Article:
Newspaper Archive of
The Adams County Record
Council, Idaho
Lyft
October 24, 2012     The Adams County Record
PAGE 4     (4 of 24 available)        PREVIOUS     NEXT      Full Size Image
 
PAGE 4     (4 of 24 available)        PREVIOUS     NEXT      Full Size Image
October 24, 2012
 

Newspaper Archive of The Adams County Record produced by SmallTownPapers, Inc.
Website © 2019. All content copyrighted. Copyright Information.     Terms Of Use.     Request Content Removal.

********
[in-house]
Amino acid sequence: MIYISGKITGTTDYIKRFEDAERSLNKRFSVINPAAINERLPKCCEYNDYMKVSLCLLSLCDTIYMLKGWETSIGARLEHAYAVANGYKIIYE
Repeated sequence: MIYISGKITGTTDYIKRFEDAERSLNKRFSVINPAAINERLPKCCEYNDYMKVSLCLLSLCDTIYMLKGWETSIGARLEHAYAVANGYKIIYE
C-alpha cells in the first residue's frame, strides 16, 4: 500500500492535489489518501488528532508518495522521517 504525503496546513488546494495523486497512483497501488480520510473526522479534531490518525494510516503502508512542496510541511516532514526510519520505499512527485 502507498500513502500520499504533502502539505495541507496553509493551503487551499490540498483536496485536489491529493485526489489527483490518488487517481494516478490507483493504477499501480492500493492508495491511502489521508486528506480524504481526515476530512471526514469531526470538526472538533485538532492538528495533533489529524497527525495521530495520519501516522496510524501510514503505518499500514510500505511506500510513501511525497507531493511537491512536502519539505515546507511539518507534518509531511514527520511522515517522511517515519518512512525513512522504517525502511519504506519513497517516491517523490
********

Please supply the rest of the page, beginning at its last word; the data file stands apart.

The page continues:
Page 4 Wednesday, October 24, 2012 The Adams County Record Commissioner Brown Honored Continued from front page the financial burden on local governments for inspection fees. Brown also testified before the Joint Finance and Appropriations Committee (JFAC) for several years in support public health advocate policy decisions and we and construction of a of the State General Fund in Commissioner Brown. commend his service" state-of-the art public budget allocation for Through his wisdom said Krosch. health clinic in Canyon all seven public health and leadership, he has Krosch added that County to serve the districts in Idaho. led our health board Brown was instrumental growing population and "Adams County has through many years of in approving the replace a 71-year old a powerful leader and important public health purchase of property facility. Ground was broken in the height of the recession to provide employment during the down economy and to recognize cost savings becadse construction materials were less. Editor&apos;s Notebook How will you vote on Proposition 3? This is the third and last article on the "Students Come First" propositions that will come before Idaho voters on November 6. Again, "proponents" refers to those who advocate a "yes" vote to preserve the Students Come First laws passed last year by the Idaho legislature. "Opponents" refers to those who advocate a "no" vote repealing the legislation. The state attorney's summary statement for Prop 3: "Referendum to approve or reject legislation amending Academy" and "public school technology and expenditures or distributions of moneys for such 7 It also deals with ways of calculating fractional average daily attendance and "postsecondary institutions being authorized to operate public charter high schools:' It requires public posting, online, of annual school budgets and labor agreements. One point that opponents make about Proposition 3 is a point they make about all three propositions - that it is a top-down program that school district funding, reduces local control. requiring provision of Effects on students computing devices and Few, if any, teachers online courses for high or administrators are school graduation" opposed to the use of Even though the only modern technology in parts of Proposition the classroom. In fact 3 that are usually schools are already using mentioned in the media computers extensively. are requirements for The Students Come laptops (or other portable First requirements have computing devices) and" brought about some required online courses, significant advances that there is much more to schools like. Even so this referendum. The some opponents say the Proposition contains new policies have actually at least 8 references to decreased funding for financial matters, such technology in some ways. as teacher salaries, Opponents say Prop "obligations to the public 3 trades teachers for employee retirement computers. Computers system andsocial security; can't diagnose a learning "moneys distributed to the problem, develop critical Idaho Digital Learning thinking skills, or motivate a child to get excited about learning. Proponents say that .today's students have lived their entire lives in the information age, and Idaho's schools must change with the times to meet the needs and capture the interest of 21st century learners. In the 21st century classroom, learning is not limited by walls, bell schedules, school calendars, or geography. When Idaho students graduate and go on to further their education or to enter the workforce, they will need the skills to learn and worl< in a digital environment to be successful. Proponents say the new laws allow all Idaho students to have equal access to quality classes, and highly effective teachers no matter where they live in the state. Small schools like the ones in Adams County will be able to offer a bigger variety of classes because they can receive instruction via remote classroom technology. The new provisions make it possible for high school juniors and seniors to earn up to 36 dual college or professional-technical credits at no cost to the student or their "families. But opponents, claim Idaho has one of the slowest Internet speeds in the nation, and the problem is worse in rural areas. Yet Proposition 3 requires students in every part of the state' to take at least two online courses to graduate. With Internet access what it is today in Idaho, this law puts many students at a disadvantage, setting them up to fail. It worries teachers and parents that not all students do well with online classes. It takes self- discipline and motivation. According to a local school official, "Kids who like to learn and are motivated do great! Not everybody is going to do well in that environment because many kids do need the prompting from a teacher, and they do need to ask questions in real time:' Money matters Proponents say the new laws repeal a program that double-funded the same student in multiple school districts, saving about $6 million a year. State per-pupil funding now follows the student, providing students greater educational opportunities and educational choices. The state allocates money according to a school's Average Daily Attendance (ADA). Under the new rules, if a student takes Idaho Digital Learning Academy (IDEA) classes, for instance, money for that class time goes to IDEA, even though VERN the local school enrolls the student and pays associated facility expenses. The "double funding" charge is based on the fact that the state previously paid ADA money to the local school even if a student took an IDEA course. The $6 million figure is what the state spent on IDEA, so they want to stop subsidizing it and make the school districts pay for all IDEA expenses. There is a lot of private money to be made in this way, and opponents say this undermines local schools. Schools encourage kids to take outside courses because it expands curriculum, but one area school official said about Prop 3: "It requires schools/students to take on-line courses and then penalizes schools by taking 2/3 of the funding for each student taking an on-line course and giving it to the on-line provider. It appears that this portion of the law is moving us towards a "voucher" system -- not because it is better, but because it would save the state money:' Opponents of Proposition 3 say it puts our students last, and puts big computer and online education corporations first. It uses tax dollars to fund unaccountable online education companies. One of the online course LUDWIG FOR ADAMS COUNTY SHERIFF VERN LUDWIG YOUR INDEPENDENT CANDIDATE FOR ADAMS COUNTY SHERIFF INTEGRITY HARDWORKING HONEST LEADERSHIP LOCAL FAIR FISCAL RESPONSIBILITY "Determined to restore confidence and leadership in Adams County so that we can have the protecffon that our ciffzens deserve while maintaining a balanced budget." PAID FOR BY THE COMMITTEE TO ELECT VERN LUDWIG FOR SHERIFF, LINDA BONDS TREASURER .................... ................... " _" - - -. - -_ - - -_-_- -_- -_- -_-_-_- - -_-.- - - - . -.. . providers that benefits most from requiring all students to take on-line courses is Idaho's largest online course provider: K12 Inc. The company is being sued for alleged lying about student performance and deceptive recruiting practices (Washington Post, January 31, 2012). They were even caught 1 ? Friday MondaY Cattle Sale Butcher Cattle Sale IO:CO AM 1o:oo AM "(i 2rid & 4th Saturday ".)f :( Pigs, shccp, and goats n:oo AM JII 1901 E. ('hi(.a+o, C+ddwel], hlaho (]iP '0459-7475 T<)I1 Free 1-8(X)-78442.q sending students' English essays overseas to reviewers in India for grading. This is using our taxpayer dollars to outsource Idaho teaching jobs and our students' education to another country. Superintendent Luna received tens of thousands of dollars in campaign contributions from the companies that now stand to make millions selling computer equipment and services to the state (Idaho Statesman, February 20, 2011). Luna has said Students Come First increases the state's-minimum teacher salary to $30,000, and that the legislature further increased the minimum teacher salary to $30,500 this legislative session. However, two years ago a beginning teacher's salary was $31,750 and last year it was $29,600. Opponents say current law forces local schools to spend tax dollars on expensive, unproven technology before they spend money on essentials like reducing class sizes, purchasing basic classroom supplies, or protecting student safety. Because this state mandate was left largely unfunded by the legislature, it could lead to higher property taxes for all of us. On this subject, Luna spokeswoman Melissa McGrath has pointed out that the first year is funded, and because it is now state law, the legislature is required to fund the mandates in future years or rewrite those sections of the law. As a result, she says, the cost of the program could not be shifted to local districts and local property taxes.